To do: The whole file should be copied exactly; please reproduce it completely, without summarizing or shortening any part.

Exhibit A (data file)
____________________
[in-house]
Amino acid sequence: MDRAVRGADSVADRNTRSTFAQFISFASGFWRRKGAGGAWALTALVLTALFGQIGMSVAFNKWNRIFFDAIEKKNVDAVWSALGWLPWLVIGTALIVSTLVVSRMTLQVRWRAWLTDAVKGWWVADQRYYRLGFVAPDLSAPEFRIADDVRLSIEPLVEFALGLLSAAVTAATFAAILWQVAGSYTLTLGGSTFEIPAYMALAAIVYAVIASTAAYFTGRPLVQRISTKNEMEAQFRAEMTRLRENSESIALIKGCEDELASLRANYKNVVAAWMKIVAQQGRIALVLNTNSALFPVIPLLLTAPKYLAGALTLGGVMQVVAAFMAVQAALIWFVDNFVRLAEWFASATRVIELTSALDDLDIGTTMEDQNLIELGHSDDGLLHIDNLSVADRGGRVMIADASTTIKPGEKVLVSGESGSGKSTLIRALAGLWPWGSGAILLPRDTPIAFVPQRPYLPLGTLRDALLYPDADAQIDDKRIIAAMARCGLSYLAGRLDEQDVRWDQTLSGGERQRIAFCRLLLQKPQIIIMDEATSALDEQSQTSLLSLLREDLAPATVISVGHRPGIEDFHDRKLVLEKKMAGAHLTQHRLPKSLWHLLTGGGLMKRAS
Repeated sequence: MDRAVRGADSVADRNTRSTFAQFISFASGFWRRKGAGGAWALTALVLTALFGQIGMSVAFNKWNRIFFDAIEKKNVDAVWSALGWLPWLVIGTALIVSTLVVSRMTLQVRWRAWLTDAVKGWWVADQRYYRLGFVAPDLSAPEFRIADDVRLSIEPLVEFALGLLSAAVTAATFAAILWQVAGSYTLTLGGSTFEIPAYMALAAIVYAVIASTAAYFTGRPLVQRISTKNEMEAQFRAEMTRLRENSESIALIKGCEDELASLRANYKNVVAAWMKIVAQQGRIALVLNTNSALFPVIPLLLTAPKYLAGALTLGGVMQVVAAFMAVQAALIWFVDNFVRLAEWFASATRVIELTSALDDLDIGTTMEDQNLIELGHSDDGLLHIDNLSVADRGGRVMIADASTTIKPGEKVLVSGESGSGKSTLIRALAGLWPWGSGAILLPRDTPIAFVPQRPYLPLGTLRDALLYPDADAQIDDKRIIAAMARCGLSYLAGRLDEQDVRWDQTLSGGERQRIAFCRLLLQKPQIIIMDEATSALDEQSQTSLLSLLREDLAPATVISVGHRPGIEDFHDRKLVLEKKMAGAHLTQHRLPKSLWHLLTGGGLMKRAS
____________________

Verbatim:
[in-house]
Amino acid sequence: MDRAVRGADSVADRNTRSTFAQFISFASGFWRRKGAGGAWALTALVLTALFGQIGMSVAFNKWNRIFFDAIEKKNVDAVWSALGWLPWLVIGTALIVSTLVVSRMTLQVRWRAWLTDAVKGWWVADQRYYRLGFVAPDLSAPEFRIADDVRLSIEPLVEFALGLLSAAVTAATFAAILWQVAGSYTLTLGGSTFEIPAYMALAAIVYAVIASTAAYFTGRPLVQRISTKNEMEAQFRAEMTRLRENSESIALIKGCEDELASLRANYKNVVAAWMKIVAQQGRIALVLNTNSALFPVIPLLLTAPKYLAGALTLGGVMQVVAAFMAVQAALIWFVDNFVRLAEWFASATRVIELTSALDDLDIGTTMEDQNLIELGHSDDGLLHIDNLSVADRGGRVMIADASTTIKPGEKVLVSGESGSGKSTLIRALAGLWPWGSGAILLPRDTPIAFVPQRPYLPLGTLRDALLYPDADAQIDDKRIIAAMARCGLSYLAGRLDEQDVRWDQTLSGGERQRIAFCRLLLQKPQIIIMDEATSALDEQSQTSLLSLLREDLAPATVISVGHRPGIEDFHDRKLVLEKKMAGAHLTQHRLPKSLWHLLTGGGLMKRAS
Repeated sequence: MDRAVRGADSVADRNTRSTFAQFISFASGFWRRKGAGGAWALTALVLTALFGQIGMSVAFNKWNRIFFDAIEKKNVDAVWSALGWLPWLVIGTALIVSTLVVSRMTLQVRWRAWLTDAVKGWWVADQRYYRLGFVAPDLSAPEFRIADDVRLSIEPLVEFALGLLSAAVTAATFAAILWQVAGSYTLTLGGSTFEIPAYMALAAIVYAVIASTAAYFTGRPLVQRISTKNEMEAQFRAEMTRLRENSESIALIKGCEDELASLRANYKNVVAAWMKIVAQQGRIALVLNTNSALFPVIPLLLTAPKYLAGALTLGGVMQVVAAFMAVQAALIWFVDNFVRLAEWFASATRVIELTSALDDLDIGTTMEDQNLIELGHSDDGLLHIDNLSVADRGGRVMIADASTTIKPGEKVLVSGESGSGKSTLIRALAGLWPWGSGAILLPRDTPIAFVPQRPYLPLGTLRDALLYPDADAQIDDKRIIAAMARCGLSYLAGRLDEQDVRWDQTLSGGERQRIAFCRLLLQKPQIIIMDEATSALDEQSQTSLLSLLREDLAPATVISVGHRPGIEDFHDRKLVLEKKMAGAHLTQHRLPKSLWHLLTGGGLMKRAS